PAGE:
Non-Profits and the Proposed FLSA Overtime Pay Protections
In a recent post by David Weil Administrator in the Wage and Hour Division of the Department of Labor, he clarifies the non-profit overtime regulations of the FSLA. The Department of Labor recently proposed a rule updating the overtime regulation for white collar employees. Most employees of non-profit organizations are entitled to the minimum wage and overtime protections guaranteed by the Fair Labor Standards Act. The protections will not change but the proposal has brought into focus some issues and misconceptions about the FLSA’s decades-long applicability to non-profits.
As in for-profit organizations, employees at non-profits may be entitled to the minimum wage and overtime pay protections on an enterprise or an individual basis.
- Enterprise coverage. Generally speaking, a covered enterprise is one with an annual volume of sales made or business done of $500,000 or more per year. Non-profit charitable organizations are not covered enterprises under the FLSA, however, unless they engage in ordinary commercial activities that result in sales made or business done that meets that threshold. Ordinary commercial activities means operating a business, like a gift shop. Activities such as providing free temporary shelter, free clothing, or free food to homeless persons, however, are not considered ordinary commercial activities; rather, they are charitable in nature and enterprise coverage does not apply.
- Individual coverage. Organizations that don’t meet the tests to be covered on an enterprise basis likely still have employees who are covered individually. An employee who engages in interstate commerce is covered by the FLSA. Such activities include making out-of-state phone calls; mailing information or conducting business via the U. S. mail; ordering or receiving goods from an out-of-state supplier; handling credit card transactions; or performing the accounting or bookkeeping for such activities. As the Department of Labor has said in the past, however, they will not assert individual coverage for employees who perform this type of work only on occasion, and for an insubstantial amount of time.
To explain this further, take for example a non-profit animal shelter that provides free veterinary care, adoption services, and shelter for homeless animals. Those are charitable activities. In addition, the shelter provides veterinary care for a fee to customers, which is a commercial activity. If the revenue generated from the organization’s commercial activities is at least $500,000 in a year, the employees engaged in the commercial activities are protected by the FLSA on an enterprise basis. Employees of the organization’s charitable activities are not covered on an enterprise basis since those activities do not have a business purpose. However, an employee who spends a considerable amount of time fundraising on the phone and taking credit card donations from other states would be individually covered.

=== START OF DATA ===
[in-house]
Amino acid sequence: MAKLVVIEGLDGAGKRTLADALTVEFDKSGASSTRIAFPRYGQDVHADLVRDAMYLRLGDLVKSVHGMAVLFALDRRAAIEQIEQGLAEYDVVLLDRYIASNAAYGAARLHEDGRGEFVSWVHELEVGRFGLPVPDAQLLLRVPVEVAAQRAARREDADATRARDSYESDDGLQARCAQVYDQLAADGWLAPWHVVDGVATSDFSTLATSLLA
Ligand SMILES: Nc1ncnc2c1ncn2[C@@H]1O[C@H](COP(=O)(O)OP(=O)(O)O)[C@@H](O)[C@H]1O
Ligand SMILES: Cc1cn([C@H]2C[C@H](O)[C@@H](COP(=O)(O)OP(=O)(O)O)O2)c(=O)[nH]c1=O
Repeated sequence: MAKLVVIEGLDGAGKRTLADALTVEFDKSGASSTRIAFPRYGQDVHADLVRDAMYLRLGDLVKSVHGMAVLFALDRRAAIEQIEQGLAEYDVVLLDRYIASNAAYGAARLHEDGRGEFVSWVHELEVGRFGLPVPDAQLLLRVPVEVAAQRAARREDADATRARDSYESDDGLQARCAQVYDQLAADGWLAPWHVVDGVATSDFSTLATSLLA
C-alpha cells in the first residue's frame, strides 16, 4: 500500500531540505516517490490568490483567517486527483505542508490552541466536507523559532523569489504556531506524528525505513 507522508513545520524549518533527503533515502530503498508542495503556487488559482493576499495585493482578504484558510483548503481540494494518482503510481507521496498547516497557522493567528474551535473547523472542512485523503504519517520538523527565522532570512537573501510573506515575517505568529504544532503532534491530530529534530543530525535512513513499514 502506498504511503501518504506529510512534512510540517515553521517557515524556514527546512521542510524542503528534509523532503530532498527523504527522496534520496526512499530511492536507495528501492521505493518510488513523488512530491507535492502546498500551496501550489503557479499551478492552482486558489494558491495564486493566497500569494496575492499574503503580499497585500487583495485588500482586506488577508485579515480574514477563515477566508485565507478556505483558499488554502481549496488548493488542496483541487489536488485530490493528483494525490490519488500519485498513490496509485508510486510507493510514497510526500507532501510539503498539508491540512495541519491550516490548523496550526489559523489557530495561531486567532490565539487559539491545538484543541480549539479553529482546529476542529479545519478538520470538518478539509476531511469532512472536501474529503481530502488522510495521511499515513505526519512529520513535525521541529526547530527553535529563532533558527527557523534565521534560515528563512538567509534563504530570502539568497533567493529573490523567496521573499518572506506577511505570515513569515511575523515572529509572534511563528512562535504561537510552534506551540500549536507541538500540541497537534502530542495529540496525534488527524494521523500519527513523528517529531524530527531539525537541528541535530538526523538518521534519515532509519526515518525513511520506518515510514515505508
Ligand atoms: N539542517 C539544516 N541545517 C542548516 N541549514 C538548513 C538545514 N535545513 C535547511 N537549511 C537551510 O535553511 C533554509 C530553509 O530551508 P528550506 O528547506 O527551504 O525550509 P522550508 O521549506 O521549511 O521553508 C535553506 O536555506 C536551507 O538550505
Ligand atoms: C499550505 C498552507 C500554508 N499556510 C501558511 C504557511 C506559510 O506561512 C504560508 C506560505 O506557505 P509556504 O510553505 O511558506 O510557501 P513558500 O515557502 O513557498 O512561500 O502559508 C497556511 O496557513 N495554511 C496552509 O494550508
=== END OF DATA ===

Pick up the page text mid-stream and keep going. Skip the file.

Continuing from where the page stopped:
The following points clarify responsibilities that non-profit organizations, like for-profits, have under the FLSA.
Fact: Any employee can be paid on a salary basis, but just because someone is paid on a salary basis doesn’t mean they are exempt from overtime pay. White collar salaried employees who do not meet the salary and duties test for exemption are entitled to the guaranteed time-and-one-half their regular rate of pay for all hours worked beyond 40 in a work week. Again, the proposed rule doesn’t change this.
Fact: For workers whose duties do not qualify them for an exemption from overtime and who work more than 40 hours in a week, non-profit organizations — like all business organizations — have multiple options on how to respond to the rule as proposed should it become final. The organization may:
- Limit the employee’s hours to 40 or fewer each week. In this case, no overtime would be due and the organization could continue to pay the employee his or her current salary.
- Hire an additional worker to perform the extra hours.
- Pay the employee the overtime premium for hours beyond 40 in a week.
- Pay the new salary level to maintain the exemption.
Employers are free to choose these and other options that work best for them and their employees.
Open Comment Period for Proposed Overtime Rulemaking
The recently proposed overtime regulation would increase the current salary threshold for exemption from $455 a week (the equivalent of $23,660 a year) to $970 a week to ($50,440 a year) in 2016. The rule will also establish a mechanism for automatically updating the salary and compensation levels going forward to ensure that they will continue to provide a useful and effective test for exemption. Read the Department of Labor Fact Sheet.
You are encouraged you to make your voice heard. Please share your comments, opinions, or recommendations about the proposed overtime rule via regulations.gov by September 4, 2015.
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Source: Dr. David Weil, administrator of the Wage and Hour Division of the DOL.
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